UAB graduate uses family history and passion to mitigate health disparities as inspiration to advance sociological research

Sarah Haas’ childhood experiences in hospitals with her grandmother inspired her passion for medicine and influenced the focus of her thesis on cancer.
Written by: Katherine Kirk
Media Contact: Tehreem Khan

Sarah Haas postSarah Haas
Photography: Jennifer Alsabrook-Turner
Growing up in Atlanta, Georgia, Sarah Haas spent a lot of time in hospitals and health care facilities with her grandmother who was fighting cancer. Her time in these environments not only inspired a passion for medicine but brought her full circle when she developed her research thesis focusing on breast cancer.

Haas is a student at the University of Alabama at Birmingham College of Arts and Sciences set to graduate April 27 with a degree in medical sociology and a minor in biomedical sciences. She will be attending Duke University after graduation to pursue a master’s degree in population health sciences. 

Haas is an Honors College student whose sociological thesis is about understanding how to prevent and detect disease in individuals from various backgrounds through behaviors and location. The ability to work on a thesis that ignites a conversation about cancer detection and health disparities helps Haas honor her grandmother and foster her passion for understanding societal implications on health. 

“I want to understand how racial, ethnic and socioeconomic inequalities change with increasing ability to prevent disease,” Haas said. “I am passionate about creating research that would make the younger version of me proud.” 

Navigating through her passions 

Her journey at UAB began in biomedical sciences at the School of Health Professions as she hoped to work in patient care. However, a year later, Haas realized it was not the best fit for her.

“About a year into biomedical sciences, while I was still interested in medicine, I did not think direct patient care was right for me,” Haas said. “I wanted more than caring for patients. I wanted to improve health care practices but did not know how.”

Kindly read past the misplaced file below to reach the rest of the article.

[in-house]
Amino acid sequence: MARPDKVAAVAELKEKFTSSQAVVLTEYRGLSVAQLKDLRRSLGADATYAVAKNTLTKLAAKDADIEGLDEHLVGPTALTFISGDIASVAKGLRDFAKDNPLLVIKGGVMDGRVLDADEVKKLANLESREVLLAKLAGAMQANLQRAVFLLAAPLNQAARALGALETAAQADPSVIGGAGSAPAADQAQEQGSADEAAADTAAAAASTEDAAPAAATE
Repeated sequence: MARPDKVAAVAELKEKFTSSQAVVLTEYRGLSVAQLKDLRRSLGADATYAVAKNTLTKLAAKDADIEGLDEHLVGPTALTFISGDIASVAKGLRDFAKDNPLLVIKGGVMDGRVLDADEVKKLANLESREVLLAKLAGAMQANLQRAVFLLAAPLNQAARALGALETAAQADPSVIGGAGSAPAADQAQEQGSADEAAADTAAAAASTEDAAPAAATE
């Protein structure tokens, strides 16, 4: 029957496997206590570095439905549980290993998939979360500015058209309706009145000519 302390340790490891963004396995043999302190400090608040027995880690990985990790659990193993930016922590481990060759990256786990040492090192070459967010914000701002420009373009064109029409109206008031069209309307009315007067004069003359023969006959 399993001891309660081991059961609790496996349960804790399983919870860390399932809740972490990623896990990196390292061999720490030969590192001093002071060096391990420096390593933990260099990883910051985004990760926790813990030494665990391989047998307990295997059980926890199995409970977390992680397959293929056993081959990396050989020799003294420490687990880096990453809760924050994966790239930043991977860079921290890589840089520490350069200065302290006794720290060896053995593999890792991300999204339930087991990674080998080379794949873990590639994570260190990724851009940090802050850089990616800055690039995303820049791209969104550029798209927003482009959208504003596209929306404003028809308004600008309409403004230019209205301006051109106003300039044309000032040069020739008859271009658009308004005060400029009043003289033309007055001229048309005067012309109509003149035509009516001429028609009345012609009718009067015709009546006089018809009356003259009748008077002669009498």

While trying to navigate the right path, Hass took an introductory class in sociobiology with Elizabeth Baker, Ph.D., associate professor in the Department of Sociology. That class changed her mind as she learned how social and cultural factors interact to define health and illness. 

According to Haas, the class showed her that health care transcends beyond becoming a nurse or a doctor and introduced her to a different way of understanding illness and advancing quality health care –– through research. 

“I am extremely grateful for Dr. Baker’s guidance and mentorship as she showed me a path to research and health care when I was unsure about the ways I could pursue my goal of advancing health equity,” Haas said. 

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Baker mentored Haas for her honors thesis, and they spent most of her first year working together to develop a graduation plan. Haas researched postgraduate programs, which gave her insights into available programs that align with her interests. Then she did a pre-study for her Graduate Record Examinations and wrote a personal statement. Both experiences allowed Haas to be less stressed and more prepared for graduation.